This course explores the care and welfare of hamsters, discussing behaviour, environment, enrichment and health. By the end of this course, the student will have the knowledge to correctly identify the species of hamster, correct environment, diet and handling. Also, the student will understand how to observe signs of illness and identify correct cages and equipment for your pet.
Hamster care and welfare
Hamsters are one of the most popular and most widely available rodents in the pet trade.
They can make an excellent choice as a family pet, making engaging, interesting and lovely animal companions with the right care.
Hamsters are very clean animals, with a simple diet who have unfortunately often been kept in less than ideal situations due to
misinformation about their needs.
This course aims to update the knowledge of these animals, ensuring they are kept in line with modern pet practices – with an awareness that animal care guidelines are something that is constantly being reviewed and updated as more information comes to light.
The word Hamster comes from the german word ‘’hamstern’ – to hoard. This is a key trait of all hamsters, a behaviour caused by the land each species is endemic to.
Hamsters do store food against future weather conditions, and this behaviour persists in pet animals. Pet owners must make sure they keep an eye on food storing, both to prevent selective feeding, but also to ensure that fresh fruit does not go rotten.
Most hamsters have a short tail, with the exception of the Chinese hamster which has a longer tail and is the most mouse-like in appearance of pet hamsters. Although hamsters do like burrowing, in the wild they would spend a lot of time foraging above ground for food.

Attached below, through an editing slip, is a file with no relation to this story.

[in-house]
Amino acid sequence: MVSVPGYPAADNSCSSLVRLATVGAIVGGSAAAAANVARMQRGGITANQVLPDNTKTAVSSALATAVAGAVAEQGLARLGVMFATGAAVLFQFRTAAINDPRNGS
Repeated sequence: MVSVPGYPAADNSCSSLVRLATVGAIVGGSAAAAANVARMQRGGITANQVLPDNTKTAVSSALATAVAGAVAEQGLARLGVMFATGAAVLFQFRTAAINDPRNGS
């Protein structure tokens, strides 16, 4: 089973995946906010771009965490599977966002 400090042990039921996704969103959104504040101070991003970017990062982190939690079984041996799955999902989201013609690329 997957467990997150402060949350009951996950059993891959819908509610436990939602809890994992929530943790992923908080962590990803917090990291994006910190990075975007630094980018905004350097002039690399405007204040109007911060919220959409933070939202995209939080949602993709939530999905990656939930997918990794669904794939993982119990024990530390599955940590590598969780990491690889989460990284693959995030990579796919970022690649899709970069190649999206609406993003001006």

Their environment in captivity needs to be a reflection of that, giving plenty of unbroken floor space but also a decent depth of substrate to allow for burrowing.
Hamster enthusiasts have founded various clubs to promote healthy animals and breeding, leading to availability of a variety of colours, as well as albino and melanistic, and can have different coat types.
Ethical breeders should be aiming to increase health and longevity as their first priority.
There are five main species of hamster within the pet trade, with the Syrian hamster being the largest and most common of these. This course will explore the care and welfare across all five species of hamsters, with the differences to each listed.
Hamsters are excellent pets for the right owners.
They have big personalities and can be very active and curious, as this course has covered it is vital to ensure they have enough space, diet and enrichment to thrive. A hamster should be allowed to exhibit as large a range of natural, healthy behaviours as it is possible to replicate in a captive environment.
Remember that an ethical rescue or breeder should require details of your setup and provide lifetime backup.
Be wary of backyard rescues or breeders who home animals without behavioural checks – you don’t want to end up supporting a pet peddler or dealing with an unexpected litter!
Once you are spending regular time with your hamster, they will begin to adapt to your routine and you can also become used to what is normal for them and so pick up on any issues quickly.
As prey animals, hamsters do conceal signs of illness or injury rather well and health can deteriorate very quickly. It is essential to have access to a vet who is knowledgeable and willing to treat small animals. With the right care, your hamster can be happy, healthy and make a wonderful